Background: Research into which medications contribute to polypharmacy and the variability in these medications across long-term care facilities (LTCFs) has been minimal.
Objective: Our objective was to investigate which medications were more prevalent among residents with polypharmacy and to determine the variability in prescribing of these medications across LTCFs.
Methods: This was a cross-sectional study of 27 LTCFs in regional and rural Victoria, Australia. An audit of the medication charts and medical records of 754 residents was performed in May 2015. Polypharmacy was defined as nine or more regular medications. Logistic regression was performed to determine the association between medications and resident characteristics with polypharmacy. Analyses were adjusted for age, sex and Charlson’s comorbidity index. Variability in the use of the ten most prevalent medication classes was explored using funnel plots. Characteristics of LTCFs with low (< 30%), moderate (30–49%) and high (≥ 50%) polypharmacy prevalence were compared.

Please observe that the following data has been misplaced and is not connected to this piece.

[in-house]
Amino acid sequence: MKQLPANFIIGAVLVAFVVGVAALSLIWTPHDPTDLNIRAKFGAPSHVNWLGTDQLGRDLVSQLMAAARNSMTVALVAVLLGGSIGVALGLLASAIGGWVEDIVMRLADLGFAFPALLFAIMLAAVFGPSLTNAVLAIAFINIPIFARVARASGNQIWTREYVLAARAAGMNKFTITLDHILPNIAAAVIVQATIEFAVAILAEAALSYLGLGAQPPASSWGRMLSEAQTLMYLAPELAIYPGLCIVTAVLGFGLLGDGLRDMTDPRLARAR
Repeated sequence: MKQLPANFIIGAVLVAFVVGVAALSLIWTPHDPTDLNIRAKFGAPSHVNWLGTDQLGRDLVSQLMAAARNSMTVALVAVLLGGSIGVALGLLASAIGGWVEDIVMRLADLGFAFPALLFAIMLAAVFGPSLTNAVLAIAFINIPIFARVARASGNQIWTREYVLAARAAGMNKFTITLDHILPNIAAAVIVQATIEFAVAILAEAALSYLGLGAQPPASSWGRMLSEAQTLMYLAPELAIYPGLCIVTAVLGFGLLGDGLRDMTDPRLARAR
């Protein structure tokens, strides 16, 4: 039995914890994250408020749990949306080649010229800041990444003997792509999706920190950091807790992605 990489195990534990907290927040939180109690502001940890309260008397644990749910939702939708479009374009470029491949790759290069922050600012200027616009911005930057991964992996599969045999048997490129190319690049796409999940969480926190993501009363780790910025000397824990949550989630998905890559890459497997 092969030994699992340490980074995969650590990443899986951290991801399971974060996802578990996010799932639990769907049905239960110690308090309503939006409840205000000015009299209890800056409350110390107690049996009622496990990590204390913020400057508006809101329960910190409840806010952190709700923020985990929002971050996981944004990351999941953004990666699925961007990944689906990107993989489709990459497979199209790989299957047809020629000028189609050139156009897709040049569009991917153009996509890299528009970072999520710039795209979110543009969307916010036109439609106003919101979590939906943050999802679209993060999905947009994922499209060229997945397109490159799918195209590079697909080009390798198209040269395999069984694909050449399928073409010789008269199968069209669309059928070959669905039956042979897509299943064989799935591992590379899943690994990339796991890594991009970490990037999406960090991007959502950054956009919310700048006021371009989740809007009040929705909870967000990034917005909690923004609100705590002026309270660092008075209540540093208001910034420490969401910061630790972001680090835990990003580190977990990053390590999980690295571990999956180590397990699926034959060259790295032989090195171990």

Results: Polypharmacy was observed in 272 (36%) residents. In adjusted analyses, each of the top ten most prevalent medication classes, with the exception of antipsychotics, were associated with polypharmacy. Between 7 and 23% of LTCFs fell outside the 95% control limits for each of the ten most prevalent medications. LTCFs with ≥ 50% polypharmacy prevalence were predominately smaller.
Conclusion: Polypharmacy was associated with nine of the ten most prevalent medication classes. There was greater than fourfold variability in nine of the ten most prevalent medications across LTCFs. Further studies are needed to investigate the clinical appropriateness of the variability in polypharmacy.